Code that Does All of the Work
Some comments about MetaDataPkg
package body code (Listing 3
). The private procedure SetEnvironment()
contains all the environment setup code. The procedure is called from the package initialization section. Therefore, it only executes once per session which is all you need. You want to set it up once at the very beginning. The DBMS_METADATA
package provides the API for setting the environment parameters: DBMS_METADATA.SET_TRANSFORM_PARAM()
The following code prevents the output from formatting with indentation and line feeds:
dbms_metadata.session_transform, 'PRETTY', false);
The next three lines emit segment attributes (physical attributes, storage attributes, tablespace, logging, etc.), storage and tablespace clauses for tables, and indexes' object definitions:
dbms_metadata.session_transform, 'SEGMENT_ATTRIBUTES', true);
dbms_metadata.session_transform, 'STORAGE', true);
dbms_metadata.session_transform, 'TABLESPACE', true);
It's important to specify all of the physical, storage, and logging attributes explicitlyotherwise, they'll be set to defaults that may differ from the originally set values.
The last three lines of the SetEnvironment() procedure prevent all of the non-referential and referential constraints from being included in the table's DDL. It also suppresses emitting table constraints as separate ALTER TABLE (and, if necessary, CREATE INDEX) statements:
dbms_metadata.session_transform, 'CONSTRAINTS', false);
dbms_metadata.session_transform, 'REF_CONSTRAINTS', false);
dbms_metadata.session_transform, 'CONSTRAINTS_AS_ALTER', false);
For maximum flexibility, extract object definitions for tables, indexes, and constraints separately and keep them separate. That way you control the order in which they are created.
MetaDataPkg package's main workhorse is the MetaDataPkg.GetDDL() function. MetaDataPkg.GetDDL() contains an extended version of the code from the Listing 1. What's been added is the ability to extract DDL strings longer than 32767 characters. This helps to handle partitioned table definitionswhich can get rather long when the number of partitions grows. That's why the GetDDL() code parses and loads the DDL string into the vLongStrings array of strings up to 32767 characters each. The current code version only returns the first array's element, so you need to modify the code and make the array an attribute of tMetaObject record type. This allows it to handle DDL strings longer than 32767 characters, which is rather rare.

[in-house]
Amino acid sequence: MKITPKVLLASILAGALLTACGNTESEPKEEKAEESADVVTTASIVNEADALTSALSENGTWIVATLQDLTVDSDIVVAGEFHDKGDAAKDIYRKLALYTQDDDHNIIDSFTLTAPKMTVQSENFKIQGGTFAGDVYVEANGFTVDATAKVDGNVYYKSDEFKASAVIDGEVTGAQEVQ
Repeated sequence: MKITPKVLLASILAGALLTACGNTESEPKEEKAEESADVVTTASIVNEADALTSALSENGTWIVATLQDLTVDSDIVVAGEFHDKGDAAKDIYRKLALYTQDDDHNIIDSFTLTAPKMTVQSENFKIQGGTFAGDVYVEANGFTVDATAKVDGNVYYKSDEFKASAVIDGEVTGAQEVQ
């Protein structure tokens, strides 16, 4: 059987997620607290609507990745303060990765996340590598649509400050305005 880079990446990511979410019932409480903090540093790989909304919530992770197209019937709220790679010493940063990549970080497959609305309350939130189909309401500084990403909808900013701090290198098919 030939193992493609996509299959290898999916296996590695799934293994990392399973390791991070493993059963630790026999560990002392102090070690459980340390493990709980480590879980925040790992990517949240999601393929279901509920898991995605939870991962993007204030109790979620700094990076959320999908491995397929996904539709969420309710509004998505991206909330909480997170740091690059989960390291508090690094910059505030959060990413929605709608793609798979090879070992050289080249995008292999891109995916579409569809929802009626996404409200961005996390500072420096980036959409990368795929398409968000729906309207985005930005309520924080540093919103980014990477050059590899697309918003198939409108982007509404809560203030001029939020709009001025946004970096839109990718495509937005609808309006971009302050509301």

Use the MetaDataPkg.GetMeta() API to get complete metadata objects per specified
table. This API accepts two parameters: pTable, which is the table name, and pForce, the Boolean flag. When the pForce flag is set to TRUE, it forces metadata retrieval from Oracle dictionaries and then loads the metadata into the memory repositorywhether or not it's there already. However, the default value is FALSE, so the first call loads metadata into the memory repository and returns the object of tFullMetaObject type. Any subsequent GetMeta() calls simply retrieve the metadata from the repository.
Using the MetaDataPkg Package
To illustrate how to use the MetaDataPkg package, I created a small anonymous block code. It loads the medatada of EmpTest table in to the metadata repository and then prints it's content.
This is the anonymous PL/SQL block:
vTable MetaDataPkg.tString := 'EmpTest';
vRunStartTime := dbms_utility.get_time;
dbms_output.put_line('Time Elapsed: ' ||
to_char((dbms_utility.get_time - vRunStartTime) / 100) || ' sec.');
shows the output produced by the above code.
As you can see, this code loads complete metadata information for the EmpTest table and its indexes and constraints into the memory repository and retrieves it in less than a second. You now have the API's to develop an automated solution for any data manipulation that involves renaming, swapping, and dropping database objects. In my next article, I'll talk about using the MetaDataPkg package for a high-performance, massive DELETE operation.